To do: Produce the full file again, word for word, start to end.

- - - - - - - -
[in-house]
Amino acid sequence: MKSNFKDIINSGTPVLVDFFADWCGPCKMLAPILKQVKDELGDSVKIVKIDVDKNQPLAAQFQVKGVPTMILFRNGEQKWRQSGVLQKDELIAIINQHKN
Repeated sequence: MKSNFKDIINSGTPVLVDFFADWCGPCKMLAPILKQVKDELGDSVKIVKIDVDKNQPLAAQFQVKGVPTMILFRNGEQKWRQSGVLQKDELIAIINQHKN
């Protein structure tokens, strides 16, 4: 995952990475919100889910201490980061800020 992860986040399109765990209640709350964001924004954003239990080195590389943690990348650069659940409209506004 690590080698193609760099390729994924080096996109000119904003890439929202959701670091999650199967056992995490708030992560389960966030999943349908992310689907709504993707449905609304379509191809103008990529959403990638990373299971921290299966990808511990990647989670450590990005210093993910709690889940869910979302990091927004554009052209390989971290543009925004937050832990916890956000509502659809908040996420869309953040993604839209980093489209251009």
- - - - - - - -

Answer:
[in-house]
Amino acid sequence: MKSNFKDIINSGTPVLVDFFADWCGPCKMLAPILKQVKDELGDSVKIVKIDVDKNQPLAAQFQVKGVPTMILFRNGEQKWRQSGVLQKDELIAIINQHKN
Repeated sequence: MKSNFKDIINSGTPVLVDFFADWCGPCKMLAPILKQVKDELGDSVKIVKIDVDKNQPLAAQFQVKGVPTMILFRNGEQKWRQSGVLQKDELIAIINQHKN
């Protein structure tokens, strides 16, 4: 995952990475919100889910201490980061800020 992860986040399109765990209640709350964001924004954003239990080195590389943690990348650069659940409209506004 690590080698193609760099390729994924080096996109000119904003890439929202959701670091999650199967056992995490708030992560389960966030999943349908992310689907709504993707449905609304379509191809103008990529959403990638990373299971921290299966990808511990990647989670450590990005210093993910709690889940869910979302990091927004554009052209390989971290543009925004937050832990916890956000509502659809908040996420869309953040993604839209980093489209251009």